India is officially an SUV nation. But this market has its own special definition of SUV.
In 2002, Mahindra launched a model called ‘Scorpio’ and by 2005, it became a big hit in the passenger vehicle segment of the country. When Maruti was broadcasting, ‘Ki Karen Papa, Petrol Khatam Hi Nahi Hunda’ television commercials with the protagonist holding a small toy car that resembled the iconic ‘800’ to promote its fuel-efficient variants, Mahindra was selling the off-roading concept to Indian consumers.
Analysts warned that Mahindra’s success with Scorpio might have a ‘Nokia-type’ ending but for the SUVs, it has so far been a Disney tale in India. On October 15, the Times of India published, “India is no longer a small car market.” Times they have indeed changed. As per the TOI report, in September 2021, 87,720 units of SUVs were sold in India against 64,235 hatchbacks and sedans. But in the process, has India redefined SUVs?
“Yes, the original SUV the way we knew it which were rugged utilitarian vehicles which the Mahindra and at one point Tata used to make - that has completely been redefined,” says Hormazd Sorabjee, editor, Autocar India.
“The entry SUV (Sub-SUV or below four-meter length) is the largest selling segment in India (about 20 per cent of total passenger vehicles). Whereas in most other countries it is the larger SUVs that are selling. In other countries off-roading is also a reason for purchase but not in India. That is why most SUVs in India are two-wheel drive and not four-wheel drive,” explains Shashank Srivastava, executive director sales and marketing, Maruti Suzuki.
Girish Karkera, consulting editor of Times Auto, however, is of the view that with the exception of creating a sub-4m segment, India is just following most global trends. “I would say SUV's definition has evolved and now conventional SUVs need to be seen as off-roaders or 4x4s. The latter is possibly the only thing that we are still shying away from but because most of us don't need it as much as Western countries because of the topography and also inclination given the added cost,” he asserts.
Even in the pre-owned segment, there is a constant rise in the demand for SUVs. “The preowned car park is comprised of vehicles that are typically four to seven years old. The Indian new car market has been dominated for a long by Hatchbacks and entry-level vehicles, which explains why in absolute numbers, hatchbacks sell more than SUVs (pre-owned). Having said that, the SUV demand is very high, and sales of SUVs is growing fast in the preowned market,” says Ashutosh Pandey, CEO and MD, Mahindra First Choice Wheels.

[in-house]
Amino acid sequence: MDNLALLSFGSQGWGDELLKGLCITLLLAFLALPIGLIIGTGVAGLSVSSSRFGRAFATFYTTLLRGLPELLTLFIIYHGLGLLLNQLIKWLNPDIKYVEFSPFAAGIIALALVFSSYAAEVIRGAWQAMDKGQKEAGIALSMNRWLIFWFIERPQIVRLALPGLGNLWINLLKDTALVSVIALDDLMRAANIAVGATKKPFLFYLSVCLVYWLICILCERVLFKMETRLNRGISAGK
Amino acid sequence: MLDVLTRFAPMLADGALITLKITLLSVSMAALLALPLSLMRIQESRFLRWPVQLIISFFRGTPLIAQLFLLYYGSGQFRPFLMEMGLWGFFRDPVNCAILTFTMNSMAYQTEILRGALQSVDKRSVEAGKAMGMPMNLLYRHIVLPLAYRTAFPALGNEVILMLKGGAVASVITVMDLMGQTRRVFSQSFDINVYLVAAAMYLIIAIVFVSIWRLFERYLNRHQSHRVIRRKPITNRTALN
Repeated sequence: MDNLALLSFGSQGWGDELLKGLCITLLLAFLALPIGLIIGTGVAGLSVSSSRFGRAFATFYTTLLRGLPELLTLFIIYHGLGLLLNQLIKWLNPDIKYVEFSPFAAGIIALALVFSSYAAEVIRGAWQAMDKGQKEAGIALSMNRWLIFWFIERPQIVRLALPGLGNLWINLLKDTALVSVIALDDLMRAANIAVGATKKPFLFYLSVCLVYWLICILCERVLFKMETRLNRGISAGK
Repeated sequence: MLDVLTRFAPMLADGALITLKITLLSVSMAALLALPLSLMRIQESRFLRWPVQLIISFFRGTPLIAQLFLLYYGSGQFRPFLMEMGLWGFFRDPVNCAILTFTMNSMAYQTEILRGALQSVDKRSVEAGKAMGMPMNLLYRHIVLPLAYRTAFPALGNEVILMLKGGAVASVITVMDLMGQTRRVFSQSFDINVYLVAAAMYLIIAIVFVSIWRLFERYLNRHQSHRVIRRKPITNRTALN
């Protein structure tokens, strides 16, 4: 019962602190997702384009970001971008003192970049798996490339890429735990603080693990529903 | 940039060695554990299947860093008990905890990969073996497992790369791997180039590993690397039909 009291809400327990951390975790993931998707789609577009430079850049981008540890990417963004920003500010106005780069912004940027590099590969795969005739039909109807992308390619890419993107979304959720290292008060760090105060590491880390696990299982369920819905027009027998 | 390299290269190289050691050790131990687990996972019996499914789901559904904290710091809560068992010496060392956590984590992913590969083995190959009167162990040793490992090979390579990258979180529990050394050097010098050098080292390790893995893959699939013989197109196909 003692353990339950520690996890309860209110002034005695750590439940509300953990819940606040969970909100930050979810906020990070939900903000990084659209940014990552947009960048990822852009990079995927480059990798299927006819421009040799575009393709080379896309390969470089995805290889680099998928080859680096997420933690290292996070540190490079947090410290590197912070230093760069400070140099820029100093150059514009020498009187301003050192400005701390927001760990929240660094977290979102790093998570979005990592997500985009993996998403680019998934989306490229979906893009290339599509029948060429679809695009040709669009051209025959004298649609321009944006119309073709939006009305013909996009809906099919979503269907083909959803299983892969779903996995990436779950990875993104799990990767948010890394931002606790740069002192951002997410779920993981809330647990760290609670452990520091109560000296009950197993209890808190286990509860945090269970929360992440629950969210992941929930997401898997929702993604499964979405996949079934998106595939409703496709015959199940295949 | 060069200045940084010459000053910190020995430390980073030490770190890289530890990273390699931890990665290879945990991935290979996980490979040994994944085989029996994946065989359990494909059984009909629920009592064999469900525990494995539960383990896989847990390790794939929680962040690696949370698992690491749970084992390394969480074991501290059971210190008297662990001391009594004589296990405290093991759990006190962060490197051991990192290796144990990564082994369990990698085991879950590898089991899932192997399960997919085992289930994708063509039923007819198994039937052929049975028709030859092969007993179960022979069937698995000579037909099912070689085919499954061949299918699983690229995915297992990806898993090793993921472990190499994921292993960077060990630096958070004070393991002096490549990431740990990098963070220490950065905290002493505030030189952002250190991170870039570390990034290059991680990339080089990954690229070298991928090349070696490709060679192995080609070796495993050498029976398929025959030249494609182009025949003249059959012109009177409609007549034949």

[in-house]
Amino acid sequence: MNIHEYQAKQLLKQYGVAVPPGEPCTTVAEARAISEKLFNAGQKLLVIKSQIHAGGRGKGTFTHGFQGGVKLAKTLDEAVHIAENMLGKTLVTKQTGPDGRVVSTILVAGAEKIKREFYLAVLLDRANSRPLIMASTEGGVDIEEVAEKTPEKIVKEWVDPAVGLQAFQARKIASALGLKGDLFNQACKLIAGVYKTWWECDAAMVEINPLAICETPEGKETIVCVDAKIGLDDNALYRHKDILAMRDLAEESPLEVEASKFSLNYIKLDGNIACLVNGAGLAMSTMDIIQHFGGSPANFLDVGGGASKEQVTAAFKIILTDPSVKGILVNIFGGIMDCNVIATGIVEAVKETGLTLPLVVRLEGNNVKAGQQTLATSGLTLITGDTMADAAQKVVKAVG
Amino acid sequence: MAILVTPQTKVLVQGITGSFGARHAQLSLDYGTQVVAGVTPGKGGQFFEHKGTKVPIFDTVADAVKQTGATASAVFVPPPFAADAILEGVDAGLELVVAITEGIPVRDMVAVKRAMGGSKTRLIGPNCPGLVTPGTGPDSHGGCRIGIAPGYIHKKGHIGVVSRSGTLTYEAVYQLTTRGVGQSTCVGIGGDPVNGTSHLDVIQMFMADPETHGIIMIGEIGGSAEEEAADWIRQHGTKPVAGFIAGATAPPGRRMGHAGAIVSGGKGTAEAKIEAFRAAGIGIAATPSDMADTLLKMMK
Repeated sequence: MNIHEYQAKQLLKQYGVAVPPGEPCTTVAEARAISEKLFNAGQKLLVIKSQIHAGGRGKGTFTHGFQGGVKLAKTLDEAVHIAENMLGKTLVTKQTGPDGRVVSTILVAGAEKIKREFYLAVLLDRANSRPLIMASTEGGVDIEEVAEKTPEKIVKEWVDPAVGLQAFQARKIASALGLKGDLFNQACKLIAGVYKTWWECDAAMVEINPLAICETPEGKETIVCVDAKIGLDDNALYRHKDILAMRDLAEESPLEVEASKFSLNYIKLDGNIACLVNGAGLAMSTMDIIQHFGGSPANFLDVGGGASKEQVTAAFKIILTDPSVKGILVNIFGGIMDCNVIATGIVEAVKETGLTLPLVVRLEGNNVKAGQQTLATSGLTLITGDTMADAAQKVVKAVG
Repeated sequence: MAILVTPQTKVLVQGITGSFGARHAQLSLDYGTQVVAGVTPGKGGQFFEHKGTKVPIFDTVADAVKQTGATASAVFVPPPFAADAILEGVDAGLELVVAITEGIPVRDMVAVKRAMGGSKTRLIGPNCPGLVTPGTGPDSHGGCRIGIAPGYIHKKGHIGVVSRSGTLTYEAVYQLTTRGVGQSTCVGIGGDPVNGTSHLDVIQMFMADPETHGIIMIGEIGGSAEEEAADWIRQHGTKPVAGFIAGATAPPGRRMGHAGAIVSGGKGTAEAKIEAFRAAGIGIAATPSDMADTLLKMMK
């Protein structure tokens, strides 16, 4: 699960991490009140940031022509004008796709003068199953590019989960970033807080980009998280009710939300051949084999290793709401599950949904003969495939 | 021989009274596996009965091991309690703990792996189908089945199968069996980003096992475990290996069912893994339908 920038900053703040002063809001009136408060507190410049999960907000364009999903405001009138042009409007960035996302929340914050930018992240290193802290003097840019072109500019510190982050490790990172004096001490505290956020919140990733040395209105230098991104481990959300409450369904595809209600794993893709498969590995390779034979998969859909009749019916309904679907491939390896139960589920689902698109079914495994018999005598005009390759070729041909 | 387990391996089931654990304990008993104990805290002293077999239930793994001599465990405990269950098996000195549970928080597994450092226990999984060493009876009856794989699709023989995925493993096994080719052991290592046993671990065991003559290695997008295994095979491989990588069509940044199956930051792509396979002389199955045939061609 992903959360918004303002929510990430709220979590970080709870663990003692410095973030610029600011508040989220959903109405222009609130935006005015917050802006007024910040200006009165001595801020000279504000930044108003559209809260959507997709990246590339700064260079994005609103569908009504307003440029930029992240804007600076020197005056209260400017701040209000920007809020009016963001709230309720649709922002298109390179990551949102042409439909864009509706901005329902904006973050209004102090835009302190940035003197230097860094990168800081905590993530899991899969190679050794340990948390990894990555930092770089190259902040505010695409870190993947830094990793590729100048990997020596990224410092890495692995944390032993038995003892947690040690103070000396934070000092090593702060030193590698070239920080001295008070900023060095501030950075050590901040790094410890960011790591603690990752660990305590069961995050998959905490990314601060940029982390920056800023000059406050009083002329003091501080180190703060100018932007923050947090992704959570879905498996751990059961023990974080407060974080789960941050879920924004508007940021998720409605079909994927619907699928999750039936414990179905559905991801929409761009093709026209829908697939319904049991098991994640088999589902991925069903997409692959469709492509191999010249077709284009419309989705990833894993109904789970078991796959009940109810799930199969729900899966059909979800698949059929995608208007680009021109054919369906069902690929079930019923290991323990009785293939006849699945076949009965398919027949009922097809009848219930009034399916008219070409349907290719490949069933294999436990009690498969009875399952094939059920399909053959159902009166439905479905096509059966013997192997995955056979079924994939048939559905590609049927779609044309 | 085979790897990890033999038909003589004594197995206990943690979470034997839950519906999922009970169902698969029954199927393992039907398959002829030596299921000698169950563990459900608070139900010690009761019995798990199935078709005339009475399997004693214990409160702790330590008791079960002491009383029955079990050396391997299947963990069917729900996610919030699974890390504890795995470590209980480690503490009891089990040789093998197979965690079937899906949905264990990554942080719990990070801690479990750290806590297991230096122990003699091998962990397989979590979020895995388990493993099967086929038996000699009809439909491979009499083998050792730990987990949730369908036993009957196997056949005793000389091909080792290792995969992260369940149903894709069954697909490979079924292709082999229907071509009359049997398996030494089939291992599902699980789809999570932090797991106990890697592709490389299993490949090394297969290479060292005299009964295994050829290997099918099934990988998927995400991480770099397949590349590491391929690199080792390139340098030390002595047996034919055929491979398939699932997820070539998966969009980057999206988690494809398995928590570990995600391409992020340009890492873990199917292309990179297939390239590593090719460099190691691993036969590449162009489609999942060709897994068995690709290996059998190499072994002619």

But what makes them sell? “They are head-turners,” opines Pandey. Echoes Hormazd Sorabjee, adding, the higher seating condition provides more confidence to the customers in India. “But the most important part is, SUVs today are more car-like,” he says.
Shashank Srivastava shares insights from research to explain why SUVs emerged as the largest selling category in the Indian auto market. He lists, “A) The upright and commanding road presence and driving position. B) Symbol of tough status, lifestyle & perceived safety. C) Large ground clearance to negotiate bad roads in India. D) Larger interior space. E) Smoother engines than the past rough SUVs. F) Flexible luggage space. G) Price overlap between entry SUV with premium hatches and entry sedans thus increased cross consideration across segments. H) Availability of small SUVs which makes parking not such a hassle.
The options available in the market have also changed. Mahindra, that used to lead the segment once has seen its market share slip in the last five years. Korean companies Hyundai and Kia are ruling the mid-size SUV market with Creta that sells 12,000 units a month and Seltos finds 8,500 new buyers every 30 days. One of Mahindra’s recent launches, ‘The Thar’ which is a new generation of the Jeep that Mahindra used to assemble once. In June 2021, Mahindra was quoting 10 months waiting for a Thar as the orders doubled the capacity. If a customer booked a Thar in July 2021, he or she is likely to drive it home only by May 2022.
Two prime reasons for the upward trend in SUVs in India are aspiration and practicality “Or at least its perception,” says Karkera. He adds, “SUV was a body style one graduated to, from a sedan and that's still in the psyche of a majority of us so the aspiration value is up there. SUV is supposed to give us that much extra leeway. Off-road ability is another pull for conventional 4x4s and that has a perception rub-off on SUV body styles generally. Also, just the variety of new SUVs on offer all adds to its popularity.”
In October, Mahindra sold 20,034 units securing a 9.4 per cent growth when compared to the same period last year. The newly launched XUV 700 contributed to 17 per cent of Mahindra’s sales in October. Mahindra trails market leaders Maruti Suzuki, Hyundai and Tata Motors and SUVs remain the biggest contributor to each carmakers’ growth.
Pandemic followed by a shortage of semiconductor chip, the auto industry is driving through several challenges. However, response to recent launches like the Scorpio, Safari, XUV 700, Nissan Magnite has filled the air with perfumes of promise. “Larger bouquet of brands offered by multiple OEMs and organised pre-owned players,” will continue to fuel the growth of SUVs in Indian market concludes, Ashutosh Pandey, CEO and MD, Mahindra First Choice Wheels.
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